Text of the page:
Badou Jack spoke to The National in Dubai as he promoted his foundation to support young people

Former world boxing champion Badou Jack is launching a foundation to build and improve orphanages around the world using his career earnings. Chris Whiteoak / The National

After winning a big title fight night, many boxing champions celebrate with a garish show of wealth and excess.

Badou Jack channels his energy into feeding orphans in some of world’s poorest countries.

Undertaking tours between title bouts, the 34-year-old has funded meals in Jordanian refugee camps and donated clothing to villages in Gambia.

The 34-year-old former WBC super middleweight and former WBA light heavyweight champion has made it his mission to help give as many children as possible around the world “a fighting chance”.

“A fighting chance is to help them with books, food, electricity, whatever it could be and wherever, in the Middle East, Africa, Asia, everywhere and to everybody that needs help,” says Jack, who was born to a Swedish mother and Gambian father.

As an observant Muslim who “lives under the umbrella of Islam”, Jack believes it is important for him to serve as a role model.

“There are not a lot of Muslim world champions, so I want to be one of them and represent my people and give back to the community.

“As a Muslim, in order to serve God you have to serve your fellow man.”

Badou Jack with orphans of Baqa’a refugee camp in Jordan. Courtesy: Badou Jack

He has fed and clothed the people of three villages in his native Gambia, a stable but poor West African state, and paid for them to be supplied with electricity.

His work rebuilt the medical centre of Al Baqaa camp for Palestinian refugees in Jordan and supplied it with new medical equipment, and he has supported orphanages and communities around the world.

His latest initiative this Ramadan involved sending equipment to Ahl Al Azem, a special needs association in Jordan, to help it practise technical jobs.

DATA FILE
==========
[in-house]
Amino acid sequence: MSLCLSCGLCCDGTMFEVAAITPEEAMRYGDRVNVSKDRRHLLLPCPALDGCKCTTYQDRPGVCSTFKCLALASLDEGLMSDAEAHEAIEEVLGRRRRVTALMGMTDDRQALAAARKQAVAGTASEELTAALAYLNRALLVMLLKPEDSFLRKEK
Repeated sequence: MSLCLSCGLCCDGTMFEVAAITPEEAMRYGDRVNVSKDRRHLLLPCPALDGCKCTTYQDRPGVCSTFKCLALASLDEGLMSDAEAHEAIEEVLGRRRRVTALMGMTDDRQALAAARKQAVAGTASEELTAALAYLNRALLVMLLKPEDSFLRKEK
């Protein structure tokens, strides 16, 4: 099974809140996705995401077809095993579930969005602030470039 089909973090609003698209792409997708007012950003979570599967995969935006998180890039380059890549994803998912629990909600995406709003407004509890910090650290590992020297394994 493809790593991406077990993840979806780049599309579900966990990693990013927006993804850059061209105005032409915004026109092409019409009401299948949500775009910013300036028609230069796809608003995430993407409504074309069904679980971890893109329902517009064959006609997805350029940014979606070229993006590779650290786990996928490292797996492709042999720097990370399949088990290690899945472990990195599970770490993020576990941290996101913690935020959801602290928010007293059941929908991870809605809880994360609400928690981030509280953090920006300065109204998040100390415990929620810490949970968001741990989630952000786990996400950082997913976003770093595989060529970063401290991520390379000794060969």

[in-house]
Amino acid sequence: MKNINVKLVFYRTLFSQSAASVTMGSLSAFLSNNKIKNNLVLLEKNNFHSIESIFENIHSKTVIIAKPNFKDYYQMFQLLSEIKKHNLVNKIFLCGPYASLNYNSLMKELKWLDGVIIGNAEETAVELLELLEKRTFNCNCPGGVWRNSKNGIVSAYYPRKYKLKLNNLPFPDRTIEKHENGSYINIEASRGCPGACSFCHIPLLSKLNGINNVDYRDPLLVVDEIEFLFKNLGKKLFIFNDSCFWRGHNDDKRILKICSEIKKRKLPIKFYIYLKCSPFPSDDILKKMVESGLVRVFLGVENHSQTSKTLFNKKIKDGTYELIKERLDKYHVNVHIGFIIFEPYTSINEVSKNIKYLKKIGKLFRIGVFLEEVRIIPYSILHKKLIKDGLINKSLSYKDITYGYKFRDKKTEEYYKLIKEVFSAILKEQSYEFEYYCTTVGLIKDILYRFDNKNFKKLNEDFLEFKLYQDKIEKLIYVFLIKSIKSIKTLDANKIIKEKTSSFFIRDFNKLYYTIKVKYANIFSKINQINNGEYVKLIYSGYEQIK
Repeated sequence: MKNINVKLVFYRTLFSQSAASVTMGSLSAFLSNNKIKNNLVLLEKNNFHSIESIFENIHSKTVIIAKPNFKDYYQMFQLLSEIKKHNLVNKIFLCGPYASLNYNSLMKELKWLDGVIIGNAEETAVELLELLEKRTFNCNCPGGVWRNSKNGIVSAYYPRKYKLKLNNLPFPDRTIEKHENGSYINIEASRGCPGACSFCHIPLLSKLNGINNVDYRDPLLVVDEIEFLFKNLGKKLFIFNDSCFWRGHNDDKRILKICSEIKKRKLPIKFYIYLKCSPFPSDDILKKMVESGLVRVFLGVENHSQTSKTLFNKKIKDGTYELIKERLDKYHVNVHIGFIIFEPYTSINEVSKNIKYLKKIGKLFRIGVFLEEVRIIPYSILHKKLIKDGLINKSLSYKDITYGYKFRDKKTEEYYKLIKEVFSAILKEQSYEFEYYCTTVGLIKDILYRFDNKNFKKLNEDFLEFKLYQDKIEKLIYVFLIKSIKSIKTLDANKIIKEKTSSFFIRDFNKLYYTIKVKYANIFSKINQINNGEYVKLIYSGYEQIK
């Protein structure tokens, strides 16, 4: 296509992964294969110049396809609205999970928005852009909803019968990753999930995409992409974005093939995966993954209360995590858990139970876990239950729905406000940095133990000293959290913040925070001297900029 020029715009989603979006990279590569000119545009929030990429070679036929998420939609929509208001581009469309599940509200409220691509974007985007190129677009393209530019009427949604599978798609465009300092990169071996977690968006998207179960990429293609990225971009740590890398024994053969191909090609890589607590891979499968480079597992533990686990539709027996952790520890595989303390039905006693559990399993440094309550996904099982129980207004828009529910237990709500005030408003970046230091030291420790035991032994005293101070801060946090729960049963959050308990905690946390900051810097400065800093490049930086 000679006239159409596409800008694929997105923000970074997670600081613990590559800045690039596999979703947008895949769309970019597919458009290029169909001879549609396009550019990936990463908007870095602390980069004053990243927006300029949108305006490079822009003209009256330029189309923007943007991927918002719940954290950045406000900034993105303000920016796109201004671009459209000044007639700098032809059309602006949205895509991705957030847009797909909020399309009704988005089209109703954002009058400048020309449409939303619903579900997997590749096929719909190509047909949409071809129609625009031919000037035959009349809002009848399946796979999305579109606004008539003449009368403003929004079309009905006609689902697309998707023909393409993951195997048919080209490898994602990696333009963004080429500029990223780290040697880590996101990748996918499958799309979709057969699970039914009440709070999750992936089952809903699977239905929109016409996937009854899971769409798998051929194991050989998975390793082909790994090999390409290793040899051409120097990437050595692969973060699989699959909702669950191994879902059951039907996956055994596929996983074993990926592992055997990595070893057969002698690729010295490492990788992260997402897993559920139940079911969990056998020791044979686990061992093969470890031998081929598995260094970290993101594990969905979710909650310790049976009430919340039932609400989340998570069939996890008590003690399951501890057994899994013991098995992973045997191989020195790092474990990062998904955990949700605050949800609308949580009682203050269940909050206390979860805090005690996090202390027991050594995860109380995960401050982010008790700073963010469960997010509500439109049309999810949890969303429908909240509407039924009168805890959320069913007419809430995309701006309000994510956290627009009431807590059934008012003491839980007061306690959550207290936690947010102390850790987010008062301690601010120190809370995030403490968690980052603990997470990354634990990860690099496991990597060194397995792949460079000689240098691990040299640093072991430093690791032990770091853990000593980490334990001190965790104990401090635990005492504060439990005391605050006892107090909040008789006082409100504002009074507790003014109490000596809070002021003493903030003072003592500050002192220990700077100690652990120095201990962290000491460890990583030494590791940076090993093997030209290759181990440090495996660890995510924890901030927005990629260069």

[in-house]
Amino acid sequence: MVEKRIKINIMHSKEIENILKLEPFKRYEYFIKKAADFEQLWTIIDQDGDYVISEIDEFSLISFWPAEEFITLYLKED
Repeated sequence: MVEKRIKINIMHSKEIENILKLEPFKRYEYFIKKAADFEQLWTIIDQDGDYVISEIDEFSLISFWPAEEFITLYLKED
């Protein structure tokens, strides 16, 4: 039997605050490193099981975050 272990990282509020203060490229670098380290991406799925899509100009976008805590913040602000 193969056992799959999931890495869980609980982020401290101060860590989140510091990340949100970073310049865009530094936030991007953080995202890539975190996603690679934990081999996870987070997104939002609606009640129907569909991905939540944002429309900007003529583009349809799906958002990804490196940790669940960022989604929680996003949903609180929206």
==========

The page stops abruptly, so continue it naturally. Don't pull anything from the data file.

Now he intends to bring his humanitarian projects into a foundation that he hopes will draw in more benefactors and carry bigger-scale projects worldwide. To date, he has pursued projects personally and funded them through his own earnings.

In Dubai, which he calls his second home, he officially launched the Badou Jack Foundation.

“We wanted to announce the launch of the foundation and that is what we are doing here, announcing the Badou Jack Foundation with the slogan ‘to give kids a fighting chance’”.

Adonis Stevenson, right, strikes Badou Jack during their WBC light heavyweight match on May 19, 2018. Frank Gunn / The Canadian Press via AP

His projects to date have helped those in Muslim countries, but he is keen to draw in support and attract benefactors from all faiths and regions.

“We are not doing this as a Muslim/non-Muslim thing, but humanities in general; that is the religion that we all abide by.

“In today’s world unfortunately, there is a lot more segregation, racially, religiously…”

“The messages I get here in Dubai from everybody, from all different nationalities, religions and races – this whole vision of unity is all tied into the Badou Jack Foundation.”

Jack has been attached to boxing star Floyd Mayweather’s promotion company and become popular among fans.

Jack’s passion for helping people is also driven by the harsh nature of the sport he chose as a career.

“Boxing is a brutal and physical sport where you have to actually put pain on your opponent to win, but outside the ring I feel the responsibility to be gentle and humble,” he says.

His journey with boxing started when he was 18, after a friend took him to a local gym in his home town in Sweden.

“And ever since then, I have been training really hard.”

He became a member of the Swedish national team in 2004 and won the Swedish National Championship.

“It took me three years to get on the team, and after that I started fighting all over the world.”

In 2008, he represented his father’s country, Gambia, at the Olympics in Beijing. He was also the flagbearer.

Jack speaks to The National in Dubai this week. Chris Whiteoak / The National

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